, Journal Excerpt, 23–27 June 1844; handwriting of ; nineteen pages; in Willard Richards, Journal, CHL. Portions of some entries were written in pencil before they were overwritten in ink.
JS’s journal, kept by , ended with the entry of 22 June 1844, just before JS left , Illinois, in company with Richards, , and . Richards, who remained with JS until the moment of JS’s death on 27 June, evidently left JS’s journal in Nauvoo when the four men departed for , Illinois. Richards, however, recorded in his own journal many of the events of the last five days of JS’s life. These events include JS’s arrival on the bank in on the morning of 23 June and his trip to Carthage, during which JS and Hyrum gave themselves up to authorities on the charge of treason. Richards’s journal also recounts JS’s activities in Carthage during the days preceding his and Hyrum’s deaths. The material Richards recorded in his own journal during this time is in the same format and style as the record he had been keeping for JS. Richards’s hasty, terse notations and precise attention to details—illustrated by his practice of recording the specific times events occurred—indicate that he continuously carried his journal with him and recorded many of the events as he witnessed them, possibly with the intention of using the record to fill in JS’s journal at a later date. Richards’s journal entries for 23–27 June 1844 provide a contemporaneous firsthand account of JS’s activities during the last five days of his life, and they are reproduced here in full. Richards first inscribed portions of these entries in pencil and then rewrote them in ink. In a few cases, while overwriting, he skipped or altered the original penciled text. The transcription here reproduces the final ink version and does not capture the slight variations in the penciled text.
For additional details on the events leading to the deaths of JS and Hyrum Smith, see Oaks and Hill, Carthage Conspiracy.
Oaks, Dallin H., and Marvin S. Hill. Carthage Conspiracy: The Trial of the Accused Assassins of Joseph Smith. Urbana: University of Illinois Press, 1975.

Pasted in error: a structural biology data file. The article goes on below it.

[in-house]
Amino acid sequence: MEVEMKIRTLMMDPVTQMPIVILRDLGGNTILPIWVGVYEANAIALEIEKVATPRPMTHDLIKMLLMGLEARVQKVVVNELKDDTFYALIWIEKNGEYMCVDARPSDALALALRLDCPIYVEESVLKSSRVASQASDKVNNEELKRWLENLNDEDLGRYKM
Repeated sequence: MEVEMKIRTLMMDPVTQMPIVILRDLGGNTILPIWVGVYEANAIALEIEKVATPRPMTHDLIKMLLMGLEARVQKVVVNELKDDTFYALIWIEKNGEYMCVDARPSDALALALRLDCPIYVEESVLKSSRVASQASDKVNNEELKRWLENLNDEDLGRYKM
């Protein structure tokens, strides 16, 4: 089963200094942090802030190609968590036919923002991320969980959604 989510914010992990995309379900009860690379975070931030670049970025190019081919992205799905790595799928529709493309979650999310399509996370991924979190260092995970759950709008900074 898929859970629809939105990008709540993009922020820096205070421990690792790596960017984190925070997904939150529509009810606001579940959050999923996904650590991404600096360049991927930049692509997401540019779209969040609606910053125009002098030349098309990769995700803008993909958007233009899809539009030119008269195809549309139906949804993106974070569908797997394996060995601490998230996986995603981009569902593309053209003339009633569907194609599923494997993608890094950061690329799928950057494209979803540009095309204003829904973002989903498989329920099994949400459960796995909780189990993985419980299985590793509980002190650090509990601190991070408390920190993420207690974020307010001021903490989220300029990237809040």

court acknowlidged the admissi[o]n and ordered cognizances at 5 P.M Most of the brethren left for after Joseph Smith . . . . William . . . . . & . had given bonds, 5 in each bond, 15 in all. with sur[e]ties in the sum of $500. each— $7500.00
about 1/2 past 7 the breth[r]en left for and Joseph & went into the Room and spoke with him, the had promised an interviw. after a moments conversation. left for a moment to order the Capt of the guard. to give the brethren some pass—— & we went to supper— Ju[s]t before. [p. ]
Sixteen of the eighteen men who were charged with committing a riot are listed here. Samuel Bennett and William Edwards, whose names also appear on the original writ, are not listed. In order to supply the necessary sureties, John S. Fullmer wrote, “I went it to the full extent of my worth; so did others.” Five hundred dollars was more than twice the upper limit (two hundred dollars) of the fine that could be imposed on someone convicted of riot. (JS, Journal, 12 June 1844; Warrant for JS et al., 11 June 1844, copy, JS Collection, CHL; John S. Fullmer, Preston, England, to George A. Smith, 27 Nov. 1854, Historian’s Office, JS History Documents, ca. 1839–1860, CHL, underlining in original; An Act Relative to Criminal Jurisprudence [1 July 1833], Laws of the State of Illinois [1834–1837], p. 220.)
Historian’s Office. Joseph Smith History Documents, 1839–1860. CHL. CR 100 396.
Laws of the State of Illinois, Passed by the Ninth General Assembly, at Their First Session, Commencing December 1, 1834, and Ending February 13, 1835. Vandalia, IL: J. Y. Sawyer, 1835.